Physics posters from graduate school and beyond

May 11, 2021

Categories: Physics

One could argue that the goal of a physicist is to write and publish peer-reviewed papers, which incidentally require enough research, novelty, and scientific merit to pass peer-review at some major journal. There are, however, a lot of papers out there, so some advertising is necessary in the form of conference talks to generate interest in the physics community or public talks to inform the masses. Sometimes a more interactive discussion is a good idea, especially when discussing new approaches or preliminary results, or when a funding agency wants to show off the ongoing research to a bunch of suits who really don’t want to sit through physics talks. This is the realm of the poster, which is really just a prop to point to when talking about ideas.

I’m no graphics designer, but nonetheless had to design several posters in my time as a graduate student. I’ve heard rumors that in the past, physics departments had dedicated employees to draft figures, lay out papers, and design posters, but with the power of modern computers, graduate students are expected to know how to do all of this without any real training. Fortunately there is plenty of free software out there between Matplotlib, LaTeX, and Inkscape to help us get by. Sometimes there is even a template provided by whatever entity wants a poster, but even then artistic freedom is (too) broad.

The following sections contain (the good) posters I designed while a graduate student, and one more recently as a postdoc, in roughly chronological order. All of these posters were designed in Inkscape, with many of the figures coming from Matplotlib. High resolution PDFs can be obtained by clicking the images.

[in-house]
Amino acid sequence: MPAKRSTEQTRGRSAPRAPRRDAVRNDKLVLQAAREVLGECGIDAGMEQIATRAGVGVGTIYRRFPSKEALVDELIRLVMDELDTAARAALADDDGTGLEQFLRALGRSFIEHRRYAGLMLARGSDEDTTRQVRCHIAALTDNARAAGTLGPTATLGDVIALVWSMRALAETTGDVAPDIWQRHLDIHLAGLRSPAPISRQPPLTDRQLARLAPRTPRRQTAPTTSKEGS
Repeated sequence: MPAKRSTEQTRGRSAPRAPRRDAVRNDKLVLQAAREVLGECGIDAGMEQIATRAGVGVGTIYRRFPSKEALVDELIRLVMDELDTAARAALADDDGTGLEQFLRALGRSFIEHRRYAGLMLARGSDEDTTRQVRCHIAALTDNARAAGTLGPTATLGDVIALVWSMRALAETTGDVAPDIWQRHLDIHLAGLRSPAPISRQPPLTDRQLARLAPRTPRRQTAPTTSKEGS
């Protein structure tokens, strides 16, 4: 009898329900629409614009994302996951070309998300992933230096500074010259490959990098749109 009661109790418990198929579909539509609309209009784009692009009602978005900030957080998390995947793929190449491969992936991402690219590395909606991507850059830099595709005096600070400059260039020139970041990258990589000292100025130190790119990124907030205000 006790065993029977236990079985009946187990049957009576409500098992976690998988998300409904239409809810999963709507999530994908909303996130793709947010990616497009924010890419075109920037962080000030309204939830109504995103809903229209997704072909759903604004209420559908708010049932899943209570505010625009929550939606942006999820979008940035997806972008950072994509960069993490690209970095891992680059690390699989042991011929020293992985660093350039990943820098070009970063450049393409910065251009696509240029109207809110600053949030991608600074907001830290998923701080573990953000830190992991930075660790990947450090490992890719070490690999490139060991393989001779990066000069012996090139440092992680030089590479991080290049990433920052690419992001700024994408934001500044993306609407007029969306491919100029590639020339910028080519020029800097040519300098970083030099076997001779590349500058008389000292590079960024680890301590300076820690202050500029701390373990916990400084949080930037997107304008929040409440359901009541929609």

CheSS Conceptual Design

CheSS, the Cherenkov and Scintillation Separation experiment, is a benchtop experiment I designed at UC Berkeley to study the Cherenkov light emitted by organic liquid scintillators and water-based liquid scintillators (WbLS). This was an early poster in the design process of CheSS, and made great use of the official UC Berkeley color pallet.

CheSS Preliminary Results

Here, measurements of the Cherenkov light in liquid scintillators are shown from a later stage of the CheSS experiment. Nothing says actual results like real plots, and this poster delivers. Vertical posters are pretty silly, in my opinion, but certain venues have very strict requirements.

Neutrino Lifetime with SNO

One of the core physics analyses of my thesis, constraining the decay rate of the neutrino using data from the Sudbury Neutrino Observatory (SNO) dataset, was hardly underway when I was asked by the NSSC, who graciously funded part of my graduate school career, to make a poster on it. No results here, obviously, but the poster outlines the approach, and the world-leading result was published later.

Prototype LAPPD Characterization

For a short time I had an opportunity to work at Sandia National Lab to evaluate the performance of a bleeding-edge pre-production prototype of Large Area Picosecond Photon Detectors (LAPPDs) and show off the results to the NNSA, who funded the research.

Spectral Photon Sorting

Very early in my postdoc at UPenn, I put together a poster showcasing the preliminary work on a simulation of the Dichroicon using Chroma. Continuing the theme from CheSS, this benchtop device is also looking at methods for detecting Cherenkov light in scintillators but as a device that can be used in existing (or future) large detectors.

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